It was those two men who did the most to establish trade as the basis for social advance, particularly Ricardo.  With it being settled doctrine for two centuries, free trade according to Economists must be observed on all occasions; meaning conversely anything that gets in the way of free trade being an economic drag or worse.  When Ross Perot, for example, famously debated Al Gore just days before Congress voted on NAFTA in November 1993, Vice President Gore smeared Perot with Smoot-Hawley, the 1930 Tariff Act that supposedly aided the downward force of the already considerable Great Depression.  The message was thus established, and over the years reinforced: stand against “free trade” and be tarred with the histrionics of 1930’s comparisons.

Again, it is an ideology rather than a science, for you can’t even argue that the last three or four decades fell outside the realm of free trade to begin with. The word itself, trade, defines an exchange.  The trade over especially the past few decades with and from the United States has been anything but the exchange of goods theorized in Ricardo’s definitions.  It has become instead where overseas economies, particularly China, send us goods and this country sends back some form of eurodollar liability (which includes the global offshore storage of US Treasury securities and other government obligations like agency paper). 

It was none other than Ben Bernanke who in 2005 publicized this grand deviation, calculating for his audience in St. Louis:

“The table confirms the sharp increase in the U.S. current account deficit, about $410 billion between 1996 and 2003. (Data from the first three quarters of 2004 imply that the current account deficit rose last year by an additional $140 billion at an annual rate.) In principle, the current account positions of the world’s nations should sum to zero (although, in practice, data collection problems lead to a large statistical discrepancy, shown in the last row of table 1). The $410 billion increase in the U.S. current account deficit between 1996 and 2003 must therefore have been matched by a shift toward surplus of equal magnitude in other countries.”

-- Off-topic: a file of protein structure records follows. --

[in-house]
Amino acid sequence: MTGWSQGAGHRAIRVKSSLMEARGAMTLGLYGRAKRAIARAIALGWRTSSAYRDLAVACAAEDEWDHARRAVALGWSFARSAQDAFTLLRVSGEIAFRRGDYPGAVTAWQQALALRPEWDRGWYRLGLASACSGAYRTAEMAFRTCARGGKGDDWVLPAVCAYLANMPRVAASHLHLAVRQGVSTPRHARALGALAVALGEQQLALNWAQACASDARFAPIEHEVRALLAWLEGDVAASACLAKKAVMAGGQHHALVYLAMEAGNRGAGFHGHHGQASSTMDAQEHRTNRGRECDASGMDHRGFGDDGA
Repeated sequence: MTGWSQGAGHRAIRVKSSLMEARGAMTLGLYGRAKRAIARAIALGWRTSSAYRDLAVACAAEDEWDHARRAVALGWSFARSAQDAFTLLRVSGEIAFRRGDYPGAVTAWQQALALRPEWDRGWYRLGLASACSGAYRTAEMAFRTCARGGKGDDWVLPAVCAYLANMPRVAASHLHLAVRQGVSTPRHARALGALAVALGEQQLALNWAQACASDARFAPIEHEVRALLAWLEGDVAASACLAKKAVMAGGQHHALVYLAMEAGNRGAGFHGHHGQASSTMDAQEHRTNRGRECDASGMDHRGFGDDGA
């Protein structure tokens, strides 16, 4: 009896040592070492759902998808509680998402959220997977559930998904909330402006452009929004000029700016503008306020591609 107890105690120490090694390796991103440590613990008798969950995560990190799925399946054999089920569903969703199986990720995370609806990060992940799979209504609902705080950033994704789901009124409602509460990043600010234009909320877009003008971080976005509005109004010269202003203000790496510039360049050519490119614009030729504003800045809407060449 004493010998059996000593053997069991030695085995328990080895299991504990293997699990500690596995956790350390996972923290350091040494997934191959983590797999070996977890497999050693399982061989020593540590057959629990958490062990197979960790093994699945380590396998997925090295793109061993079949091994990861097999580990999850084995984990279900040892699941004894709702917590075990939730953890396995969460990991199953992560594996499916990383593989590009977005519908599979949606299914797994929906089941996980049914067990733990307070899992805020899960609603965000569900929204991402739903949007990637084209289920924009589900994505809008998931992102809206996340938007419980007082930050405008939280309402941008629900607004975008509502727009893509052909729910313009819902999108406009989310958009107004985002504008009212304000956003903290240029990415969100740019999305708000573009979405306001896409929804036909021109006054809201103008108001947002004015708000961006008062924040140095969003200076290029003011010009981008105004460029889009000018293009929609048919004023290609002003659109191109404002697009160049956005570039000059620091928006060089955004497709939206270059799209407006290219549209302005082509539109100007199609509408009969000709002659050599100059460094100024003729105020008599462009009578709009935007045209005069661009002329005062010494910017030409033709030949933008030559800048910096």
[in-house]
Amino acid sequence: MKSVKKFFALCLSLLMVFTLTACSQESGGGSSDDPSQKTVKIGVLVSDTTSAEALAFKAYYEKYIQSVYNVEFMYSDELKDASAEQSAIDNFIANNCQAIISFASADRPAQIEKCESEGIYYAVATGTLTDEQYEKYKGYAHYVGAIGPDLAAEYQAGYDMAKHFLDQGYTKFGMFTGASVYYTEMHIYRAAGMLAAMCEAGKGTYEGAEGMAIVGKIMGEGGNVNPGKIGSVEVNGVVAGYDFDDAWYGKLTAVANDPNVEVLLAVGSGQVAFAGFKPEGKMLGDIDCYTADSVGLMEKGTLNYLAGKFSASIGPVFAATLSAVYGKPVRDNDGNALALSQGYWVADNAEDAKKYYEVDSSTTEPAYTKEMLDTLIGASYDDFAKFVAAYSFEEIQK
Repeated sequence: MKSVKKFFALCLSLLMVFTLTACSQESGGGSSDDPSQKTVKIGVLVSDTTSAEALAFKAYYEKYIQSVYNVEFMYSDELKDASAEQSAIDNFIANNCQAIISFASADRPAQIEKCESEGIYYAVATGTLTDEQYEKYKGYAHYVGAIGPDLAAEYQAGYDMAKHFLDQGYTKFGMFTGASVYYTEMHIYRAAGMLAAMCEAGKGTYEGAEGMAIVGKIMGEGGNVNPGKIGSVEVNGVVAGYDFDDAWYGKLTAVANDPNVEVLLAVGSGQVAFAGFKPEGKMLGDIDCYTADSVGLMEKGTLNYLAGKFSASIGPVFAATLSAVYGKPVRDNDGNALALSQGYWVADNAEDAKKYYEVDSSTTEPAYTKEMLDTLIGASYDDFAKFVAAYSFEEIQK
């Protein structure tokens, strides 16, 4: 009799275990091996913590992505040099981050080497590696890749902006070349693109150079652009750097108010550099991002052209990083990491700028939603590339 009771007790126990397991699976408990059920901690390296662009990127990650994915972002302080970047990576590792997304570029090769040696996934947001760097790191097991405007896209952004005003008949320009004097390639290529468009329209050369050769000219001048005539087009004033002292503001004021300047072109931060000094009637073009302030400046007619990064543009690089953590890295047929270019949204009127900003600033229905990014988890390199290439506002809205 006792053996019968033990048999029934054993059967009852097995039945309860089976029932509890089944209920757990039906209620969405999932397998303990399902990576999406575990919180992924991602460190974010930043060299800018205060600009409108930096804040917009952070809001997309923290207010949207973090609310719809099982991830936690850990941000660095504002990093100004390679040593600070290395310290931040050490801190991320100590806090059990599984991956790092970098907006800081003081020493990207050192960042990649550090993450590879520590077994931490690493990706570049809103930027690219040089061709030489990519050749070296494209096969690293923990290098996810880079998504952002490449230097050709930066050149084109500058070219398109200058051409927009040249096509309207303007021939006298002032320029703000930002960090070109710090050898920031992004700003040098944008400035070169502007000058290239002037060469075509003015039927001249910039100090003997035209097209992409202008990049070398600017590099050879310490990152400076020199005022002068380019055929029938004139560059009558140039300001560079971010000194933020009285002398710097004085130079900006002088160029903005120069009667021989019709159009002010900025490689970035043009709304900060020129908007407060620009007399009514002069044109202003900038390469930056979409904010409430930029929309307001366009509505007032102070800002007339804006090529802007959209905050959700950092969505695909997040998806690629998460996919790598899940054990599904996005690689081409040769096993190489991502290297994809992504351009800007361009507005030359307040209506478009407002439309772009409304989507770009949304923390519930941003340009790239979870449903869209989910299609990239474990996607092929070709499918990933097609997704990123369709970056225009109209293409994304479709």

He makes here a philosophical mistake of dogma. By assuming the tenets of orthodox economics where the US current account discrepancy “must therefore have been matched by a shift toward surplus of equal magnitude in other countries”, he then hypothesized a “global savings glut” to finance it all. In his view, it was a form of vendor credit deposited on account largely with US banks in the form of US government debt.  That would then nicely relate to Alan Greenspan’s “conundrum.”

Ironically, that isn’t far from the truth, but with one important exception – those dollars, really “dollars”, financing the one-way merchandise flow were not foreign savings because those nations, too, were borrowing heavily at the same time.  The difference was actually quite simple, where central banks in each of those countries, particularly the PBOC, was interrupting the flow of eurodollars onshore in order to provide idiosyncratic monetary and currency policies (whether the currency was pegged or floating, as in the case of China which featured both).  It was largely the official sector that recycled some of that eurodollar flow, often mistakenly called “hot money”, back here into holdings of US government debt.   

What happens if that flow is interrupted at its source? 

We know without a doubt that it had been, and not just via official inflation figures that fail to respond to any monetary policies.  The banks themselves report nothing but declines in capacity if not outright balance sheet contraction.  The quarterly financial filings confirm the shrinking in hard number fashion.  From JP Morgan to Morgan Stanley, Credit Suisse to Deutsche Bank, HSBC and beyond, the global supply of capacity has dwindled.  Thus, the words credit-based become everything; if you realize what that means, the global depression is the expected result; if you don’t, you spend a decade thinking you are “printing money” and being surprised when you can’t find a single trace of it anywhere (apart from stocks, of course, where prices now completely divorced from earnings continue only to anticipate at some far off date that it will all just work).